Mayo will want Paddy Durcan to escape Conor Meyler’s clutches and they’ll want Lee Keegan freed up from McShane as best he can be. They’ll hope Diarmuid O’Connor has a big day against Peter Harte. They’ll need Conroy and O’Donoghue to make the ball stick and go from there.

Tyrone will look for men springing from deep. Niall Sludden and Kieran McGeary have been particularly prominent in their counter-attacking play. Darren McCurry will feel that after such a brilliant season until the last day, he has some more proving to do again.

Conor McKenna’s two dynamic flashes were decisive in the semi-final but they could do with a bit more consistency from him across the 70 minutes.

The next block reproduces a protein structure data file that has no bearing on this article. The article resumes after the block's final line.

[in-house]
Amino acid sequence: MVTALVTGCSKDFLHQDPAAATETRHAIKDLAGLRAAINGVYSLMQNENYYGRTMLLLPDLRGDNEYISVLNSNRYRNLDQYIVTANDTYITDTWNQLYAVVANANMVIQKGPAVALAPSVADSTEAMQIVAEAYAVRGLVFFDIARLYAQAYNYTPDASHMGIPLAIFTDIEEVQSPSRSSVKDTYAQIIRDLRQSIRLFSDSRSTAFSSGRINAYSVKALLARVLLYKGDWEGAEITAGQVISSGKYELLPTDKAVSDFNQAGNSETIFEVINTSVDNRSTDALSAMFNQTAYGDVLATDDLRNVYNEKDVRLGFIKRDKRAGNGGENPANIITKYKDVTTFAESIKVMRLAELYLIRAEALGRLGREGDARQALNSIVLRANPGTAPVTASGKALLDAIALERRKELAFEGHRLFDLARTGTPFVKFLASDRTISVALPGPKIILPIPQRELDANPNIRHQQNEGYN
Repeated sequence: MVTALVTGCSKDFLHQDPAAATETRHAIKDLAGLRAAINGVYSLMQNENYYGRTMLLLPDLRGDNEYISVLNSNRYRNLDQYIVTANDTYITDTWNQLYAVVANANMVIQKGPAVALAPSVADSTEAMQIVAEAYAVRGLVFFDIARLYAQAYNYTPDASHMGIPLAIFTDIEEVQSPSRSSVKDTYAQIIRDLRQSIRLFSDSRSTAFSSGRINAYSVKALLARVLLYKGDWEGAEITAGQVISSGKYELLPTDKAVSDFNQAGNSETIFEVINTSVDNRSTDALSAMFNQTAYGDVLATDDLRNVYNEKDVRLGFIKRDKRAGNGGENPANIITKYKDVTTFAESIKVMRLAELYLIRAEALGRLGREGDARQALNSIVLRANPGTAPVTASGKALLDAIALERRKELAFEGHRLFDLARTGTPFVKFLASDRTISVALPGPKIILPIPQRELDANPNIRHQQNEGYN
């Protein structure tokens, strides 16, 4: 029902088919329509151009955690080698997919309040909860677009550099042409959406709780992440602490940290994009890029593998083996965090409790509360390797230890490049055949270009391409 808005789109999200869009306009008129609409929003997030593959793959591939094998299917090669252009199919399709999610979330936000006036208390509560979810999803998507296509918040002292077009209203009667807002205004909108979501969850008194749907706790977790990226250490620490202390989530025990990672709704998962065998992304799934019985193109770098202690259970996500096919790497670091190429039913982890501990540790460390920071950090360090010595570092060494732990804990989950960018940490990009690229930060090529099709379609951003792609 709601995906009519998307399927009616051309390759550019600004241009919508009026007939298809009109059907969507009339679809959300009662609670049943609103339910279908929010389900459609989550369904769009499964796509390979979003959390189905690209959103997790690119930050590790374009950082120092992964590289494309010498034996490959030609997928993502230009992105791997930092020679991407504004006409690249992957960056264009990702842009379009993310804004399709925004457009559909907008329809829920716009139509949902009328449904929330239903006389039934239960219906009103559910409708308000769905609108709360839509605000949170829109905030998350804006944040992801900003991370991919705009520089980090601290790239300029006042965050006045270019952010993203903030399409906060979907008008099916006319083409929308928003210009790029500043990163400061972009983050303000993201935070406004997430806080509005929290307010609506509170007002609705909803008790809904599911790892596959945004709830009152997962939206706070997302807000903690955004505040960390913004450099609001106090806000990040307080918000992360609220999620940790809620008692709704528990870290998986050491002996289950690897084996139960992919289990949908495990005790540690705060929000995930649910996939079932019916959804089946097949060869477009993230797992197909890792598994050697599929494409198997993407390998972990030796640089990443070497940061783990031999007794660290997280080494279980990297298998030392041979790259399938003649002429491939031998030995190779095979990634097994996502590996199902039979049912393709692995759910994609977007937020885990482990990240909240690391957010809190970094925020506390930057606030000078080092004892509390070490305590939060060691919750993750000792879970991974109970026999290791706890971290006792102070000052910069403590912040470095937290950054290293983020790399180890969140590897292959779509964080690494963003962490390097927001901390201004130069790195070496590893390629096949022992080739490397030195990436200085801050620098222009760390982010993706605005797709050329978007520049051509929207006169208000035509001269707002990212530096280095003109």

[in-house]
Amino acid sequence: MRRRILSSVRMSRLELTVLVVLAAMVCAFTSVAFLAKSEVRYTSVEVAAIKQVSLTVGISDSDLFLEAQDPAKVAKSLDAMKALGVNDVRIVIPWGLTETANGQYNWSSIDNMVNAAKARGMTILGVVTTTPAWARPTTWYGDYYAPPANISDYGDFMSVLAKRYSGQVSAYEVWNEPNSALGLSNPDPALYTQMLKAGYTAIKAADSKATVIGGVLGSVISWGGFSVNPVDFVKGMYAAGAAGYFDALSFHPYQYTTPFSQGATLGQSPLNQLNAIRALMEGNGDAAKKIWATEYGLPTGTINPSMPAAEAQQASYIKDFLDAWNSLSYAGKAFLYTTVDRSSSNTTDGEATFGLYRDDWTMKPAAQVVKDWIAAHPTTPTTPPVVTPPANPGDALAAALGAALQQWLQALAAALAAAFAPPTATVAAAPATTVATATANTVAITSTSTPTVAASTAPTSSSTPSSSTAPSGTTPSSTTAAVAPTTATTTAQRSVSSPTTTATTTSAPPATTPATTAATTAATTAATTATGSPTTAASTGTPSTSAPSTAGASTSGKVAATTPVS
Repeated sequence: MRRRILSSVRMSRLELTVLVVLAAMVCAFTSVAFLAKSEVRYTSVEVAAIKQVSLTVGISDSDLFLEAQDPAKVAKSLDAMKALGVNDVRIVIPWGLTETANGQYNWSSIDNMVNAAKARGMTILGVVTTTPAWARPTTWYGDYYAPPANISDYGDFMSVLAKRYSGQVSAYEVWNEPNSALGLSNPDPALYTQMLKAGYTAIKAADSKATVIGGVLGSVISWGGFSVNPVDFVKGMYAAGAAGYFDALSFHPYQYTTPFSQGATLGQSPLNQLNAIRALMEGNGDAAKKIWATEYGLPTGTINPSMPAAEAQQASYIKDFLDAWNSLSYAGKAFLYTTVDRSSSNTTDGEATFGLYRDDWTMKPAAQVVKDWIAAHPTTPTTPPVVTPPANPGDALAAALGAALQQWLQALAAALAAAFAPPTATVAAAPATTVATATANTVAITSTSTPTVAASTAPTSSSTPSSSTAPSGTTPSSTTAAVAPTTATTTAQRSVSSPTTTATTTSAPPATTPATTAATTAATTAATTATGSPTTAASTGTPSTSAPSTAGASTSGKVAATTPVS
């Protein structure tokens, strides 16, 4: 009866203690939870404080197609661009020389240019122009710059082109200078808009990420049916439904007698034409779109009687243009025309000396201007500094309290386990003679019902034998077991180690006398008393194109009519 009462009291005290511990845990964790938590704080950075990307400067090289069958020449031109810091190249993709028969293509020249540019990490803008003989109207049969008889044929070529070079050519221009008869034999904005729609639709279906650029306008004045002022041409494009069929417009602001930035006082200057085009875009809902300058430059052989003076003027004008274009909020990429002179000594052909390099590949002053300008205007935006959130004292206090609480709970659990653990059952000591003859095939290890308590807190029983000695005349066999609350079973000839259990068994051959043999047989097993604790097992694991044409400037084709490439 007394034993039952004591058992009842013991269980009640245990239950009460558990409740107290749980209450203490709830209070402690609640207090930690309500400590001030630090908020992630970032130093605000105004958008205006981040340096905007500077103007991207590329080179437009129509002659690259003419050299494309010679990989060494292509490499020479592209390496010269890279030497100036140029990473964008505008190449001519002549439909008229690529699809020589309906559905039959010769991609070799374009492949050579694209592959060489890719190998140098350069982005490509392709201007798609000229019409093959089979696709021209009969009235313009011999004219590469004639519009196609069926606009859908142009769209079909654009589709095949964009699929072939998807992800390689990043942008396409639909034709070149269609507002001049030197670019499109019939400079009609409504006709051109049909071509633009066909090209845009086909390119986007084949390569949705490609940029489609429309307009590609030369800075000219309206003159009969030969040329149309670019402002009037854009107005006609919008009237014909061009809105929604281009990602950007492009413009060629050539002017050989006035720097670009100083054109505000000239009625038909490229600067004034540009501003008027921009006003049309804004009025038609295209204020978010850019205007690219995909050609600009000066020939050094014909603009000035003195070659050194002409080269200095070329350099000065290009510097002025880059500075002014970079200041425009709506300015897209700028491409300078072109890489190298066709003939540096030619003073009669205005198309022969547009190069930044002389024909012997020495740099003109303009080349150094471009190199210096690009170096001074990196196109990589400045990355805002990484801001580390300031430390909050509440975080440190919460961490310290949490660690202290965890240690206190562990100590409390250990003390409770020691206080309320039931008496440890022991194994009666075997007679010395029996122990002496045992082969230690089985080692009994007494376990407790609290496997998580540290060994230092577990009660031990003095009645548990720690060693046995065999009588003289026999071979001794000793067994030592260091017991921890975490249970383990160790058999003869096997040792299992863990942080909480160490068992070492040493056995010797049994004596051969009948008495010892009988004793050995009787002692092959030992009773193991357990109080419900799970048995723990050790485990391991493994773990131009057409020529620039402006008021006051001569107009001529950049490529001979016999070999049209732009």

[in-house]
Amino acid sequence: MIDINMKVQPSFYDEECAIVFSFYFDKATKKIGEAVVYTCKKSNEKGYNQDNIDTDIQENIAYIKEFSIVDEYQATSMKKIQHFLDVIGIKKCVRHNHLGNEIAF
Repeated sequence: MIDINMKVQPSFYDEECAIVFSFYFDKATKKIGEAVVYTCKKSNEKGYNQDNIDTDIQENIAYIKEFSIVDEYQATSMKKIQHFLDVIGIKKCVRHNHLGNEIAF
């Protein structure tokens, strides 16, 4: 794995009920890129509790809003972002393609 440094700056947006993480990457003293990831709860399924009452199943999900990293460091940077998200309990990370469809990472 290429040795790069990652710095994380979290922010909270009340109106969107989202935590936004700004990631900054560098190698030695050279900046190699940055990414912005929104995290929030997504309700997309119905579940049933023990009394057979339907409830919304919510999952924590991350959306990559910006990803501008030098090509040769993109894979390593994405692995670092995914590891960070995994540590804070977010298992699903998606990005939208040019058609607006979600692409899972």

But even when things don’t go well, there are no two better teams at finding a way to deal with it.

Tyrone won barely a third of the game’s possession against a Kerry team you don’t want to surrender possession to, yet they still managed to beat them.

Mayo have had a horrible first half against Galway and a very flat – if perhaps deliberate, in the sense of keeping goals out – first period against Dublin, yet recovered to win both games.

If it does swing, it will probably just fall Mayo’s way.

But it has 0-15 to 1-12 written all over it. Extra-time is more of a lottery than any penalty shootout. Two points up and you’re halfway out the gate.

It’s difficult to escape the idea that we might all be back next Sunday.

Likely match-ups for today's All-Ireland final

TACTICAL TALK
THE O’SHEA DEBATE